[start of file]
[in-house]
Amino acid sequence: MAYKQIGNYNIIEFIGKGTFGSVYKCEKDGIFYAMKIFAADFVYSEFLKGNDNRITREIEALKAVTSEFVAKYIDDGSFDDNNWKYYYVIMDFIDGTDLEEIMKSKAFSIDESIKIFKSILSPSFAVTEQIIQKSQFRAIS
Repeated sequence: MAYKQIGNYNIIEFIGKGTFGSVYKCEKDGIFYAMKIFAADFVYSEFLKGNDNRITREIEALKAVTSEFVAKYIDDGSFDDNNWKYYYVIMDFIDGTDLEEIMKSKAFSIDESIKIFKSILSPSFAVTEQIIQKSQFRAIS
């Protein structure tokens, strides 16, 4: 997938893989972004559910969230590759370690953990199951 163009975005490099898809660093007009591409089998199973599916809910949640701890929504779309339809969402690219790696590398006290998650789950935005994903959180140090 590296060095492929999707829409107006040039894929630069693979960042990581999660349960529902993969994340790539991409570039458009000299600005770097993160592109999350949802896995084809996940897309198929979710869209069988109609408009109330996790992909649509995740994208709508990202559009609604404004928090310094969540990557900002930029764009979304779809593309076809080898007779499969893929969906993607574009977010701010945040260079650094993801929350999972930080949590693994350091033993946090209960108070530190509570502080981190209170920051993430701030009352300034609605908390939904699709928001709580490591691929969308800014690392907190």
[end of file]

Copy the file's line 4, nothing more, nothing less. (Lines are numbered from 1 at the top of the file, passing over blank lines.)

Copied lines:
């Protein structure tokens, strides 16, 4: 997938893989972004559910969230590759370690953990199951 163009975005490099898809660093007009591409089998199973599916809910949640701890929504779309339809969402690219790696590398006290998650789950935005994903959180140090 590296060095492929999707829409107006040039894929630069693979960042990581999660349960529902993969994340790539991409570039458009000299600005770097993160592109999350949802896995084809996940897309198929979710869209069988109609408009109330996790992909649509995740994208709508990202559009609604404004928090310094969540990557900002930029764009979304779809593309076809080898007779499969893929969906993607574009977010701010945040260079650094993801929350999972930080949590693994350091033993946090209960108070530190509570502080981190209170920051993430701030009352300034609605908390939904699709928001709580490591691929969308800014690392907190």